A condescending view of the British and their failure to defend Singapore, Contemporary Japan: A Review of Far Eastern Affairs. Vol XI, No.7 (July, 1942), Tokyo: Foreign Affairs Association of Japan, pp. 1073-1083.
Some of what the articles claims to be Chinese slanders were in fact true. (But, of course, be aware that the Chinese did at times make bogus claims about Japanese activities)., East Asian Review, Vol. 5, No. 5 (January 10, 1941), Shanghai: East Asia Pub. Co., pp. 34-36.
It is 1939 and Japan is at war with China. This serialized account is a first-hand experience of the war. Perhaps mildly propagandistic and from a perspective not likely to be defended by anyone today, the story is a fine period piece. Appeared serially in the East Asia Review --- Vol. 2, No. 1 (May 10, 1939), pp. 1-16; Vol. 2, No. 2 (May 25, 1939), pp. 28-40; Vol. 2, No. 3 (June 10, 1939), pp. 27-40; Vol. 2, No. 4 (June 25, 1939), pp. 27-40; Vol. 2, No. 5 (July 10, 1939), pp. 24-40; Vol. 2, No. 6 (July 25, 1939), pp. 23-40; Vol. 2, No. 7 (August 10, 1939), pp. 28-40; Vol. 2, No. 8 (August 25, 1939), pp. 27-40., East Asia Review. Vol. 2, Shanghai: East Asia Pub. Co.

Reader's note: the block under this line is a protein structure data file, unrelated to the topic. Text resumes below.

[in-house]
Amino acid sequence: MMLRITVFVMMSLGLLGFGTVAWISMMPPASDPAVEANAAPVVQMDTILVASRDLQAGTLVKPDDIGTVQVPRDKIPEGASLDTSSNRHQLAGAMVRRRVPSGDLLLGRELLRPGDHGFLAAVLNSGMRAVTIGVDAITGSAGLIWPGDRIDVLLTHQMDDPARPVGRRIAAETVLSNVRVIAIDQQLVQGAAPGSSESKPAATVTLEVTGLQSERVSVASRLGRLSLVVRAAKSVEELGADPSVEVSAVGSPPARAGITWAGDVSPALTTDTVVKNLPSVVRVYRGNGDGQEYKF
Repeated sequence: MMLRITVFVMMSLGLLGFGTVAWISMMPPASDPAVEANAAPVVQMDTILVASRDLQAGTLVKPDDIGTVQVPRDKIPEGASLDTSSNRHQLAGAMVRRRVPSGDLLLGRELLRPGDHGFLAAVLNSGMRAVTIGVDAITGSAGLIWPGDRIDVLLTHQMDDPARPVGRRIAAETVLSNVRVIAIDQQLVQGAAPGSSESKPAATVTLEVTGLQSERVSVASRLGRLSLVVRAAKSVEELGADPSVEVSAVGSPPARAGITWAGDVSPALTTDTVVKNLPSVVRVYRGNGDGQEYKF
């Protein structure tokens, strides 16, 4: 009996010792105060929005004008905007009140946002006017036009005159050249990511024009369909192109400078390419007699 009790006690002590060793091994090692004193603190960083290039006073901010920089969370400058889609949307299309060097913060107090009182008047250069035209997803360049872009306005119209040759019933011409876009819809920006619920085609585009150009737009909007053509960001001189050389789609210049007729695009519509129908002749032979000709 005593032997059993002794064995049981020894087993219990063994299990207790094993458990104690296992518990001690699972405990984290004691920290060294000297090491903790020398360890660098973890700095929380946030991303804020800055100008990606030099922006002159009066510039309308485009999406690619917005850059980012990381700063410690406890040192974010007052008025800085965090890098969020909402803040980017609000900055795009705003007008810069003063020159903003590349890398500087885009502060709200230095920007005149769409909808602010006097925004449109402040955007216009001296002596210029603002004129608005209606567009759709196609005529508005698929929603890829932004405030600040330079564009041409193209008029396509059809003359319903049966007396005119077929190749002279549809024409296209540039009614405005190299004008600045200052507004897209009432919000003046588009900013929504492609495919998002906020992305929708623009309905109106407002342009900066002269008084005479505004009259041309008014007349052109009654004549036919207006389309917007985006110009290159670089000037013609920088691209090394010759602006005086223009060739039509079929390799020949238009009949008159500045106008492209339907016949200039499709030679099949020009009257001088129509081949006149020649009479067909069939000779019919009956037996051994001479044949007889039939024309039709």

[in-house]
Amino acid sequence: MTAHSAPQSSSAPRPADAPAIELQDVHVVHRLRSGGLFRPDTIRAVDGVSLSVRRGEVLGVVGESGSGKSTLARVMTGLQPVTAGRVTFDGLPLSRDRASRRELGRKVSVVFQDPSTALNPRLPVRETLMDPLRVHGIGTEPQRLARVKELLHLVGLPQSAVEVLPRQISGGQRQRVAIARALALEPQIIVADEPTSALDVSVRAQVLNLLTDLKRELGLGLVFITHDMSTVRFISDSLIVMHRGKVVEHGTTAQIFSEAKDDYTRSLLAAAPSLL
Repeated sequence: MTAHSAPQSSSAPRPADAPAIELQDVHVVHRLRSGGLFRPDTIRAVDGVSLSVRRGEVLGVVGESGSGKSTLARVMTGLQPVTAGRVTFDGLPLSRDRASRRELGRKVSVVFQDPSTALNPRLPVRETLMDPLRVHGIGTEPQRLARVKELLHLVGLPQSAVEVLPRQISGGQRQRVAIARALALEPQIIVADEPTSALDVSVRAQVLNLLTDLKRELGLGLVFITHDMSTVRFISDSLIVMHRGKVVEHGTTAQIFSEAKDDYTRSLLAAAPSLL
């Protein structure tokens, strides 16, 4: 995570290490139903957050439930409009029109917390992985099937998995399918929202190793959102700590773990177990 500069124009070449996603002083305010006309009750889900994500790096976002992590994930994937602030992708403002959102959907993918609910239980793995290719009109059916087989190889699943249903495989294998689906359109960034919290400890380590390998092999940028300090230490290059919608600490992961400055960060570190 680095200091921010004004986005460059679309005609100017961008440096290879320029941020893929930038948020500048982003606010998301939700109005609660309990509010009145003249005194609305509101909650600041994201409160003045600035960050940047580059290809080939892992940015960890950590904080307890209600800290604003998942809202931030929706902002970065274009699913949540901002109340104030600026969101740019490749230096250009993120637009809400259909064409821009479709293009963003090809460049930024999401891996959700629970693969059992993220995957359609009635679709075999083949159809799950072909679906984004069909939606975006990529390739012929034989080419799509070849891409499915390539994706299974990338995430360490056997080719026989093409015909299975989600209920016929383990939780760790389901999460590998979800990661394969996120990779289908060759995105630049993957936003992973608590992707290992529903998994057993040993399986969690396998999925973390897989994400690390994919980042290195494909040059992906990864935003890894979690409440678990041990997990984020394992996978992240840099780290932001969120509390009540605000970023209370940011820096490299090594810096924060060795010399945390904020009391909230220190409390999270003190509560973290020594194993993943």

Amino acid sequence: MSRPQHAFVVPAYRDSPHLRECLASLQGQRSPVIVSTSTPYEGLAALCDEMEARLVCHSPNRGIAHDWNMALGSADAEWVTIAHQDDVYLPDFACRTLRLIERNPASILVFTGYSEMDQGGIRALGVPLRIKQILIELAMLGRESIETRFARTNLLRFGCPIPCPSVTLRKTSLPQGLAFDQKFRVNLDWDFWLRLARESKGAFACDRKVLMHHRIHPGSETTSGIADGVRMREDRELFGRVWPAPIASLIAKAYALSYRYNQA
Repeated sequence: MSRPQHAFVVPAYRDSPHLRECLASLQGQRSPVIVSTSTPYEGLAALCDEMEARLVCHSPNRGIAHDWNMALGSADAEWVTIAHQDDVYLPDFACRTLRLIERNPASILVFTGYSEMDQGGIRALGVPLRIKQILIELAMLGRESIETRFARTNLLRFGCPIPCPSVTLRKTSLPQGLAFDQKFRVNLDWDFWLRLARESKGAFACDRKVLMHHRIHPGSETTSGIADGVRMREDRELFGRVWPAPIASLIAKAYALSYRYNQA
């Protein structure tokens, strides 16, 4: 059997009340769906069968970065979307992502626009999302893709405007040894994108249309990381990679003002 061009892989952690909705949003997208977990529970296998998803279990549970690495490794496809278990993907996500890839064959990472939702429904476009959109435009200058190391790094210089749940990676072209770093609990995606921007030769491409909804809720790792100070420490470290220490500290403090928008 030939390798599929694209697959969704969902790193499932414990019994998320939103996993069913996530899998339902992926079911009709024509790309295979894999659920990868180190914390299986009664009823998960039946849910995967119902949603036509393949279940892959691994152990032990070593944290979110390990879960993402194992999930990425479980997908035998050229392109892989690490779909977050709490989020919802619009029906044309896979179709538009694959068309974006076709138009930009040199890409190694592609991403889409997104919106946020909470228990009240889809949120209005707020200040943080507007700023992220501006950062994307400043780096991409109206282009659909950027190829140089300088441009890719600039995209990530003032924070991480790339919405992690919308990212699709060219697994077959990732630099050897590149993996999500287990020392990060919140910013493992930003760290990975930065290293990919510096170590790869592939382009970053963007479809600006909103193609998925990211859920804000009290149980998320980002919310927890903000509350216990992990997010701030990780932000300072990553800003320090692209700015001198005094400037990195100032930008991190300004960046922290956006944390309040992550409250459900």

Originally conceived as historical fiction, Yamada decided to instead write a “straightforward history” (Preface, p. v). Modern readers, however, will find that it is somewhat embellished. Having said that, one finds this book a delightful read. Yamada sets out to detail what he considers the most momentous national event, “one of the most important facts which should be known by our friends who take an interest in the evolution of Japanese power”: the attempted Mongolian invasion of Japan by Kublai Kahn in the 13th century. (Preface vi). Yamada gives an historical overview of Japan’s relations with Korea since the 1st century BC as a background to the Mongolian invasion. This is followed by a close look at Kublai’s interest in and attempted invasions of Japan and the aid that Korea gave to Kublai in this period. The last few chapters are devoted to a comparison of Japan with that of England, and the Kublai’s failed attempt to invade Japan with the failure of the Spanish Armada to do the same to England. The reader may find the national and imperialistic tone of this work unusual unless one remembers that this is written in 1916, during the time of Japanese bid for imperialism in Asia, and is published in England for the English audience as an attempt to show how Japan is like England in its rise to a great nation.